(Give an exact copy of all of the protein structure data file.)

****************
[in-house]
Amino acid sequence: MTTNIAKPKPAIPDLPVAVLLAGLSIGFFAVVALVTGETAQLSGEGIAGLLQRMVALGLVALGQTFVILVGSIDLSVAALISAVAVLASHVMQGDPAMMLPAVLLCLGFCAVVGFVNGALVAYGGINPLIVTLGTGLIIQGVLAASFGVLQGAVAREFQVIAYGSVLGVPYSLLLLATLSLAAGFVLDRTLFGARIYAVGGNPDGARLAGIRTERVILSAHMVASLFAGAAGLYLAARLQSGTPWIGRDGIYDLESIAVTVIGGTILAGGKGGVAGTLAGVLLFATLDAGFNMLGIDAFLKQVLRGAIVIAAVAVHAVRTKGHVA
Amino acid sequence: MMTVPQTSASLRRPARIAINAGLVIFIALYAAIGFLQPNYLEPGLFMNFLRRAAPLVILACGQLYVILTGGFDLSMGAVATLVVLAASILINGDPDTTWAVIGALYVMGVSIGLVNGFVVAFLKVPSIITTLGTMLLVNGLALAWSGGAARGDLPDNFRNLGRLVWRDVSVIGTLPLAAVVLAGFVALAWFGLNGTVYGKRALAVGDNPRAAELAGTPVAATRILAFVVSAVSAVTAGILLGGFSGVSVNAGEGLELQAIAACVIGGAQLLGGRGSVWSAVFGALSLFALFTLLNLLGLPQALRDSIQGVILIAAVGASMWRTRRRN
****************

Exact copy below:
[in-house]
Amino acid sequence: MTTNIAKPKPAIPDLPVAVLLAGLSIGFFAVVALVTGETAQLSGEGIAGLLQRMVALGLVALGQTFVILVGSIDLSVAALISAVAVLASHVMQGDPAMMLPAVLLCLGFCAVVGFVNGALVAYGGINPLIVTLGTGLIIQGVLAASFGVLQGAVAREFQVIAYGSVLGVPYSLLLLATLSLAAGFVLDRTLFGARIYAVGGNPDGARLAGIRTERVILSAHMVASLFAGAAGLYLAARLQSGTPWIGRDGIYDLESIAVTVIGGTILAGGKGGVAGTLAGVLLFATLDAGFNMLGIDAFLKQVLRGAIVIAAVAVHAVRTKGHVA
Amino acid sequence: MMTVPQTSASLRRPARIAINAGLVIFIALYAAIGFLQPNYLEPGLFMNFLRRAAPLVILACGQLYVILTGGFDLSMGAVATLVVLAASILINGDPDTTWAVIGALYVMGVSIGLVNGFVVAFLKVPSIITTLGTMLLVNGLALAWSGGAARGDLPDNFRNLGRLVWRDVSVIGTLPLAAVVLAGFVALAWFGLNGTVYGKRALAVGDNPRAAELAGTPVAATRILAFVVSAVSAVTAGILLGGFSGVSVNAGEGLELQAIAACVIGGAQLLGGRGSVWSAVFGALSLFALFTLLNLLGLPQALRDSIQGVILIAAVGASMWRTRRRN